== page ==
On the questionnaires, parents were asked to rate their child(ren)’s arts camps on a scale of 1 to 5 with 5 being the highest rating. When we tallied the results, we found that:

  • More than 8 in 10 parents gave us a rating of “5.”
  • 95% of all parents rated our camps as being either a “4” or “5.”
  • For enjoyment of projects, parents’ average rating was 4.86
  • Parents’ average rating of summer arts camp teachers was 4.89
  • Did the class meet your expectation? Parents’ average rating was 4.77.
Photo Camp project!

Photo Camp project!

Fun with Weaving Camp

Fun with Weaving Camp

What did your child enjoy most? Here are just a sampling of the happy answers:

  • Making stoneware fish
  • Rolling the dough for monkey muffins
  • Using the big loom
  • I liked making new friends
  • The watermelon cake
  • Working with the candy clay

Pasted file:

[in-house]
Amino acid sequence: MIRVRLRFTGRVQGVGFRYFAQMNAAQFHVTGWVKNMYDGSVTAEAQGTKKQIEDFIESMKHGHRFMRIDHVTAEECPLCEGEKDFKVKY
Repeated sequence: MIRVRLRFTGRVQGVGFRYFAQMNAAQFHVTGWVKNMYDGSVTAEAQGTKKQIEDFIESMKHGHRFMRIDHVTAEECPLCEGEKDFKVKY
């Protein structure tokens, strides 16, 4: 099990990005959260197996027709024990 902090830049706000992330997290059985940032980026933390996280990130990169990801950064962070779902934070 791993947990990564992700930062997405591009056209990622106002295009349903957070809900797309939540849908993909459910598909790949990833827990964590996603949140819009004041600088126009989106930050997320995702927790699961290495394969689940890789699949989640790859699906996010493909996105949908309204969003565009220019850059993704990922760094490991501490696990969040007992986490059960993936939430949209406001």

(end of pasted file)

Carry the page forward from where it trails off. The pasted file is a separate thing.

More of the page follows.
• Creating comic book
  • Making a mug
  • Learning how to make pottery on wheel. Lots of fun!
  • Making the apron
  • Making the bracelets
  • Having a nice teacher
Preschoolers work on their Hungry Caterpillar books

Campers work on their Hungry Caterpillar books

What projects were your child’s favorites? When asked this question, we received more than 100 different answers. So, we got creative and made a piece of “word art” to demonstrate the answers! The larger words were responses we received multiple times. Enjoy!

Fave Art Projects Summer 2014

 

Are you inspired? Click here for our current Class Schedule including all Adult Classes, Preschool Classes and After School Classes. And enjoy a few more summer memories, below: